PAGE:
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article imageAdam Shoenfeld and Katie Cook of SunKat talk 'Hey Jo Jo,' future Special

By Markos Papadatos     Nov 10, 2018 in Music
Guitarist and musician Adam Shoenfeld and CMT personality Katie Cook of the duo SunKat chatted with Digital Journal about their new music.
"We are working hard to finish up more songs and have nearly an album's worth of material recorded and mixed," Cook said. "Our first release, 'Hey Jo Jo,' came out on November 9, and it's a song we wrote about my sister, Joanne. Joanne had an IDD (Intellectual or Developmental Disability) and was very dear to all of us. She passed away earlier this year, and she came to me in a dream a couple nights after her service."
Cook continued, "The dream inspired the song and it truly felt like a gift from her. We decided to donate all the money from downloads of 'Hey Jo Jo' to The Arc for one full year. We want to help others, like Joanne, live their best life. We think she would be very proud of the song. We also have a music video for 'Hey Jo Jo' that was directed by Sam Boyette. We used lots of photos of Joanne in the video and tried to capture her carefree spirit. We are concentrating heavily on 'Hey Jo Jo' from now until the end of the year, and then we will be releasing more music."
When asked about the origin of their stage name, Cook responded, "The name is a mash-up of our nicknames Sunny and Kat. Adam came up with it, and it just felt perfect. There was something kind of '70s sounding about it, and that is our favorite era of music."
On their musical inspirations, Shoenfeld said, "We grew up on Fleetwood Mac, Led Zeppelin, and older country. We are both huge Tom Petty fans. We love great singers like Vince Gill and Alison Krauss and great performers like Dolly Parton and David Bowie. Katie is especially into Deborah Allen and Debbie Harry. I love Jimi Hendrix and ELO; I guess you could say our influences are all over the place."
Digital transformation of the music business
On the impact of technology on the music business, they said, "Technology is wonderful in many ways; it allows us to connect with people and discover music we may not have otherwise heard. It's a beautiful tool, especially for musicians. The downside, of course, is that people have used it to steal music, which has seriously hurt the business. There are typically many people involved in the music you hear, not just the artist on tour selling tickets."
They continued, "Songwriters, session players, producers, engineers and more depend on album sales to survive, and music being downloaded for free forces many talented people out of the business. This can seriously hurt the quality of music being made. It will hopefully all balance out, but technology is forcing us all to find balance in this new digital era."
Regarding their use of technology in their daily routines as musicians, they said, "Technology is used in the recording and the promoting; it is a part of the process for sure. But, for us, nothing beats being able to just sit down with a pen and paper and a guitar. It always starts organically for us and I don't think that will ever change. We don't get excited about a beat, for example, and then start writing something around that. There is nothing wrong with that, but for us, it's about melody and chords and a story first."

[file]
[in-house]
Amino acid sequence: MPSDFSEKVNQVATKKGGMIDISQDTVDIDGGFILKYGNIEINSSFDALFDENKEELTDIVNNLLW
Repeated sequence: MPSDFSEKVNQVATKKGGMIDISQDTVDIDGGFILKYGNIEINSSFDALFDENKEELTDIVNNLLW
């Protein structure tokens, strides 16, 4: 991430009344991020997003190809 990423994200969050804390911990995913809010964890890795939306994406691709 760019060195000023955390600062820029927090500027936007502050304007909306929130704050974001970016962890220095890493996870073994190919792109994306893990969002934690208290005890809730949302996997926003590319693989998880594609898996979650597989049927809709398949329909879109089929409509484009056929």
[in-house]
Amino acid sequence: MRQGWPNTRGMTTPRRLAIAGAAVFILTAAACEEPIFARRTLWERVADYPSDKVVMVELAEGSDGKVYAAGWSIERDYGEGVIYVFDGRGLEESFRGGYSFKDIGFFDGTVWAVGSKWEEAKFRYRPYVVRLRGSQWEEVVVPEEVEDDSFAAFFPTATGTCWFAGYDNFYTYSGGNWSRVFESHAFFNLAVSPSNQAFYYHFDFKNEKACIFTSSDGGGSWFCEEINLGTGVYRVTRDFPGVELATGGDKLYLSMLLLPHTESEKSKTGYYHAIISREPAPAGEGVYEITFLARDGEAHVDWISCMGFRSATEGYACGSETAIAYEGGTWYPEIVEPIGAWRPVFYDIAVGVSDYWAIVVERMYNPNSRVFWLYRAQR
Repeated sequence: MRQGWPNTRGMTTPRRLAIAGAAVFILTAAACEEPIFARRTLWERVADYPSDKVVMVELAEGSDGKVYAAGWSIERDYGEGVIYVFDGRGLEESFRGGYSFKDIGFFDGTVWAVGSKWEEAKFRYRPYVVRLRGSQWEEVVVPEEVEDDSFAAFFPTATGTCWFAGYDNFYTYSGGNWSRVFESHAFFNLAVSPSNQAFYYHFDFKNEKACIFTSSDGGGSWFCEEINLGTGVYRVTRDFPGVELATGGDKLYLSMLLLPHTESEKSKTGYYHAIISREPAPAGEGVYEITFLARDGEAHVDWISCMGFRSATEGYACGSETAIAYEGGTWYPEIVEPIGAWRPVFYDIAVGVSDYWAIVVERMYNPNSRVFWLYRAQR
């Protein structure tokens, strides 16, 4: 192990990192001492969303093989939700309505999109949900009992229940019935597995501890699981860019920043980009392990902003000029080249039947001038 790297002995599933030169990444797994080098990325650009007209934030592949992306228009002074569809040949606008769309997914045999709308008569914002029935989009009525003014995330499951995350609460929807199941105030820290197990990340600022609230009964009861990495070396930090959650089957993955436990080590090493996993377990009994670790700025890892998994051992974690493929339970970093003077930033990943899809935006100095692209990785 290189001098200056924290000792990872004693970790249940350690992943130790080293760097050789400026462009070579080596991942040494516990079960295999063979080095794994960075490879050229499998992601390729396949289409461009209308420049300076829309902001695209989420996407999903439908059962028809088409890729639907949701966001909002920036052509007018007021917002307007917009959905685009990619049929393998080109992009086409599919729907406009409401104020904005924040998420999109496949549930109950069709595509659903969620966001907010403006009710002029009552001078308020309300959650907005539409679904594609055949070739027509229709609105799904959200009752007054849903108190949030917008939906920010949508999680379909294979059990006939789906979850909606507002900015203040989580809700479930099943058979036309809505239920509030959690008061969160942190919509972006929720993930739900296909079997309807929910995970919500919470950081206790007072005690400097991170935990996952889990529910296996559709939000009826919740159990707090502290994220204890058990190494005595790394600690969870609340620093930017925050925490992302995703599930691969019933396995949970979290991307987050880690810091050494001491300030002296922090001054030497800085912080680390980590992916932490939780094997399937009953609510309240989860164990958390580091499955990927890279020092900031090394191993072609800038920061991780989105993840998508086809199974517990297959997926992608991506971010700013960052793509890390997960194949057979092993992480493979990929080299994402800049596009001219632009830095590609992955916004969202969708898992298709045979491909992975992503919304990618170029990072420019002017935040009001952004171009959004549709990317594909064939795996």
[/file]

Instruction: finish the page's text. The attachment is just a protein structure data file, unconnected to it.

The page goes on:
On balancing their schedules, they said, "We spend a lot of time staring at our calendars, and we have just learned that even if we are tired, making music makes us feel alive. We just make time for it, even if it means late nights or early mornings. We both absolutely love our other jobs, so we are lucky in the sense that SunKat isn't our escape. It is just added happiness and creativity. SunKat is a beautiful creative outlet and it's something we get to do together. It's our creative baby, and often times a date night means just working on SunKat. That makes us happy."
Their advice for aspiring duos and groups is as follows: "Just get out there and make it happen; be driven and focused." "Figure out what sets you apart from someone else and really develop that. Just do it for all the right reasons too. Let the music always come first and be honest with yourself. Don't make music you aren't proud of, the world doesn't need any more of that. Don't get into it for money or fame; do it because you can't imagine not making music. If you create from an honest place, you will always be proud of what you put out there," they elaborated.
For their fans, they said, "We would be honored if you would help us spread the word about 'Hey Jo Jo' and help us raise some money for The Arc. They help individuals living with IDDs from birth to the end of their life. They also offer support to families and caretakers. The song is available for download on iTunes and on our website."
To learn more about SunKat, follow them on Facebook and check out their official website.
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